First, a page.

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    1. I was part of the initial cadre of line guys at Avtech when it was built in 76 or so. Schlepped gas there until heading off to UPT in early 78. Learned to drive a stick, by driving the gas truck. Tower would get very upset if you stalled it out after getting cleared to cross the runway, but expedite. BTDT.

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    2. I missed you by a year. I worked there the summer of '79. That was the summer of the bug invasion. The sink next to the parts washer was almost a foot deep in beetles when I started there. I still remember the smell.

      Fifi was parked at the competition across the parking lot once, got to climb up in the cockpit. Saw the Norden sight that was donated by Tennessee Ernie Ford (IIRC). I was amazed at the room in the office.

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    3. Interesting. It was a fun job and got to see a lot of neat planes. Was the Falcon 10 owned by Furrs still hangared there? Got to go up in that one once. Sweet Ride.

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    4. When I worked there, they had a Falcon. I don't know if it was Furr's. I thought it was Avtech's. They dropped it off the wing jacks. One side of the Tee tail hit a perlin in the hanger and bent up at quite an angle. There had been a hard landing that blew the mains on one side. The rubber flew up and rippled the skin under the wing. And one engine was always off for maint. Look like someone pulled an arm off and left the tendons flopping around. Hangar queen. I didn't like the bird. When you went up the stairs, there was a brass and wood falcon. I had to Brasso that buzzard and condition the leather seats all the time. It never flew while I was there. I think it sold in August 79.

      We had an entire line of Citation jets one day. And the day the Chinook came in for fuel was definitely cool. There was a baby blue Queen Air with short stacks that I kid-gloved. He promised me a ride, but I never got it. He went to El Paso and back rountinely. An MU-2 was there, last of the tail # was GP. That guy was a piece of work. There were more girly mags in the Moo2 than a 7-11.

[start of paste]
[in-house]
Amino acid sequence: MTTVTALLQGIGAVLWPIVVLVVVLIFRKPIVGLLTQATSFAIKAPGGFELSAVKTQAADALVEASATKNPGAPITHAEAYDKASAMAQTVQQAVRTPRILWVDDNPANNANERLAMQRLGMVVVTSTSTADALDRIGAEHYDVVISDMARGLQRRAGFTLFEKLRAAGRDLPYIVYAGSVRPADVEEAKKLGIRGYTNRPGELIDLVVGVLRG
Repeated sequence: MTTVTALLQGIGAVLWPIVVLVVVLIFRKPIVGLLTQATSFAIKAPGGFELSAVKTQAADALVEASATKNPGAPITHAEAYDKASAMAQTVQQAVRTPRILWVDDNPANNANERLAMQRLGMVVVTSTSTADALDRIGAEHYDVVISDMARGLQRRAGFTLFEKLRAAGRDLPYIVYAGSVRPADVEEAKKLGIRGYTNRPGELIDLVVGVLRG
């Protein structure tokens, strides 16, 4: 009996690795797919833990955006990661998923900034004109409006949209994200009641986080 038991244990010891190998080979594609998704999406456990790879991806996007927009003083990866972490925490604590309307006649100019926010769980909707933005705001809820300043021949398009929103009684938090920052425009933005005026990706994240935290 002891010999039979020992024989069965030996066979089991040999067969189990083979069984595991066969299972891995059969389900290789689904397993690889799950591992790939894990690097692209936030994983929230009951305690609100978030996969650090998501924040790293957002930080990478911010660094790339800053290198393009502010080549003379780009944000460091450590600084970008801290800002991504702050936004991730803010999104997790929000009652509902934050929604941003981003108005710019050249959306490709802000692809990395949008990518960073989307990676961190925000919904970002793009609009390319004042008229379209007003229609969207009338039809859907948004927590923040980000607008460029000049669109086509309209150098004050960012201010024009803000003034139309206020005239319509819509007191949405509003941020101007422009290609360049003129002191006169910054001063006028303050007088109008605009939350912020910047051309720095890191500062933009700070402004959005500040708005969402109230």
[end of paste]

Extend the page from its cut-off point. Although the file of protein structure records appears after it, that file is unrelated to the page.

I got promised rides a lot, but never got one. I was just a schlub I guess. But I had a ball working there. Except running a chamois after a wash. That was tiring. "No water spots..... EVER!"

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    5. That was the one. I was towing it out by the line shack and misjudged the clearance. Just the slightest tap on the wingtip light cover. Shattered. I was mortified. My boss was fairly cool about it though (i.e. I kept my job). I heard Furrs had some financial difficulty around the end of the 70s, so you're probably right. I also remember the MU-2. Small world.

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    6. One of the line guys was restacking the big hangar one dark and stormy night. He caught a Piper's wingtip on the hangar door. I was a bit surprised at the damage. He put a noose on the wing to kind of lighten the mood. But you could tell it was gallows humor. He was moping around. I don't think they fired him either.

      Take care neighbor!

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  4. Juvat, Next time you go try to go on a Friday and make the pre-arrangements now required to go on a Behind the Scenes Tour. They'll bus you over to the Restoration facility which is a good trip in itself.
    Worked with a man who was a radio operator in the A-24 in the Philippines. He was part of the Death March and said he believed the only reason he was still alive was because the Japanese were trying to get info on the A-24.
    Live about 35 minutes from the Museum. Went one day and saw two men working inside the B-24. Asked if they'd take some photos of the Crew Chief's area and they actually let me in and walked me around (this was 20 years ago... different atmosphere) and was amazed at how crowded it was inside. the Museum is indeed a treasure and free!

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    1. Thanks, good info. Tried to synchronize this visit with Sarge, but we could have aligned the moons of Jupiter easier. I'll dangle the Behind the Scenes Tour as added incentive to get him to go. Interesting the part about your co-worker, life does take some dips and turns. I've been inside the Collings Foundations Lib. It is indeed crowded.

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    2. The A-24 was used extensively in MacArthurs command to very good effect--not a widely known fact.

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    3. It was an effective weapon, Admiral Nagumo gave it his seal of approval.

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  5. Back pay? (Damn, the quartermaster was supposed to explain that to you. It's tough getting quality staff.)

    I had forgotten all about the A-36, what an awesome bird. As to the A-24? As Buck would have said, "I had no ideer."

    Excellent work Juvat. I'll have to talk to the paymaster again. (Once I hire one. Tee-hee...)

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    1. Yes, well...The other perks of the job, health insurance, a new car, air fare, 5 star hotels, and 6 days/week PTO (not allowed to call it Vacation) more than make up the difference.